$p = Product->new(id => 1); # primary key
    $p->delete; # Delete the object from the database

    $p = Product->new(name => 'Sled'); # unique key
    $p->delete; # Delete the object from the database

The delete method will return true if the row was deleted or did not exist, false otherwise.

It works just as well with objects that have been loaded or saved.

    $p1 = Product->new(name => 'Sprocket', price => 9.99);
    $p1->save;   # Insert a new object into the database
    $p1->delete; # Now delete the object

    $p2 = Product->new(id => 1);
    $p2->load;   # Load an existing object
    $p2->delete; # Now delete the object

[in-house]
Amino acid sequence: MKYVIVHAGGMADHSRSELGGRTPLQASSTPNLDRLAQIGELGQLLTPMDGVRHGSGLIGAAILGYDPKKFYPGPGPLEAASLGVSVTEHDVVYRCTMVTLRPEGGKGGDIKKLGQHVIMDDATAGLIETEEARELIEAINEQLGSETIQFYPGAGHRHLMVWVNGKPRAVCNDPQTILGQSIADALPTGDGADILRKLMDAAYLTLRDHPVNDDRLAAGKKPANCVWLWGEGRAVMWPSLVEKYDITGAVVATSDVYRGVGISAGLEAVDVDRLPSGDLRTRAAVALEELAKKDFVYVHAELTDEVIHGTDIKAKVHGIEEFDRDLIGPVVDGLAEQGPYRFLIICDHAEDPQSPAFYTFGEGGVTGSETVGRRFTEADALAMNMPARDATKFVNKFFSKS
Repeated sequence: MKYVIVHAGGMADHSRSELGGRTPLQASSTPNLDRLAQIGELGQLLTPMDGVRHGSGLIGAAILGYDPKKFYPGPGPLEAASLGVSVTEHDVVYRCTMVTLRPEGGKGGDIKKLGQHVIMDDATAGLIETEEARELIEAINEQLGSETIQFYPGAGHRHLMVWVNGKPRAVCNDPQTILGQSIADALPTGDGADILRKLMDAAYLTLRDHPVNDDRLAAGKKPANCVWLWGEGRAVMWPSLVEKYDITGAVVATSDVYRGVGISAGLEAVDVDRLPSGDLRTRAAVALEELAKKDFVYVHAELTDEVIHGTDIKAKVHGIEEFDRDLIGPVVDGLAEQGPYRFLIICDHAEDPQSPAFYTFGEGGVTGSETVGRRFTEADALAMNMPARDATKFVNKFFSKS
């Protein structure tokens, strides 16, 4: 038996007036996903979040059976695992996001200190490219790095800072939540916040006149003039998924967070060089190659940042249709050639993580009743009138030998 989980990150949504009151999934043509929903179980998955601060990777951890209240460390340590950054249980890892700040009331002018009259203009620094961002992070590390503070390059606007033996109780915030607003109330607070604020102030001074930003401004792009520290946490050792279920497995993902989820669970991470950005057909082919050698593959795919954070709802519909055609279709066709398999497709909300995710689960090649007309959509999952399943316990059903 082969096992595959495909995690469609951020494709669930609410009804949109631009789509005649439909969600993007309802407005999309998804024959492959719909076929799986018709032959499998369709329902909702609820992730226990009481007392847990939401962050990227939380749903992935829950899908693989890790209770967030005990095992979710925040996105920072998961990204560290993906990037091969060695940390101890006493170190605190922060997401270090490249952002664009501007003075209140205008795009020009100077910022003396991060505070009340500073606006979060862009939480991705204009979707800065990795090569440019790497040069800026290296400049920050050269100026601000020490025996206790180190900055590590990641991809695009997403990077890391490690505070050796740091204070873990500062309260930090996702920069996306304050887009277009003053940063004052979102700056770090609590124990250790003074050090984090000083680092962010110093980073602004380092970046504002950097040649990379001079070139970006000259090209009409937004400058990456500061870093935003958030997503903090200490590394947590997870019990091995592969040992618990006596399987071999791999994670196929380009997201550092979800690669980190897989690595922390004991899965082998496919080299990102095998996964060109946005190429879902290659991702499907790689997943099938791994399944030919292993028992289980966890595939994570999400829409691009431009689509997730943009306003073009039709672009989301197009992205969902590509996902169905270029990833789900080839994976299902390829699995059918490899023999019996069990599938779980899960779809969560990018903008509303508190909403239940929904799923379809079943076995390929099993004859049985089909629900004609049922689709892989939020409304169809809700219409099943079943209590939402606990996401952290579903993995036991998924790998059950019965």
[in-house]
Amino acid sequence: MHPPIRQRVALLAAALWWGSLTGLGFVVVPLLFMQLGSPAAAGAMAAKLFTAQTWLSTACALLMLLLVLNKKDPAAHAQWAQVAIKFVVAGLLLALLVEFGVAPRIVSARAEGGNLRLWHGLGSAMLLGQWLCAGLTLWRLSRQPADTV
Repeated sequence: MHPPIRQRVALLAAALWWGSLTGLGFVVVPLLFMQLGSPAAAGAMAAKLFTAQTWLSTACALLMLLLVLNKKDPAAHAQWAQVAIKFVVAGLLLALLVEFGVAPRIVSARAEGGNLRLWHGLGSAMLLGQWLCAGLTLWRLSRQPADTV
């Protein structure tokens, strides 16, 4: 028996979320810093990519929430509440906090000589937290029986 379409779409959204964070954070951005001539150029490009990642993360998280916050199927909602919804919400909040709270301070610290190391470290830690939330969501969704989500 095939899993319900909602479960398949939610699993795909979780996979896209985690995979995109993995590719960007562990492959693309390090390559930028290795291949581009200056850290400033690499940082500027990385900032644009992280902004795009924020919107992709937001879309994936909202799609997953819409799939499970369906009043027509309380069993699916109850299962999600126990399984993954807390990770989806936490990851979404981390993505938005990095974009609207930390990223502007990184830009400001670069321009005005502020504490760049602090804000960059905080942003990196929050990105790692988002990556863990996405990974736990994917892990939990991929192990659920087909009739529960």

Multiple objects

The examples above show SELECT, INSERT, UPDATE, and DELETE operations on one row at time based on primary or unique keys. What about manipulating rows based on other criteria? What about manipulating multiple rows simultaneously? Enter Rose::DB::Object::Manager, or just "the manager" for short.

But why is there a separate class for dealing with multiple objects? Why not simply add more methods to the object itself? Say, a search() method to go alongside load(), save(), delete() and friends? There are several reasons.

First, it's somewhat "semantically impure" for the class that represents a single row to also be the class that's used to fetch multiple row. It's also important to keep the object method namespace as sparsely populated as possible. Each new object method prevents a column with the same name from using that method name. Rose::DB::Object tries to keep the list of reserved method names as small as possible.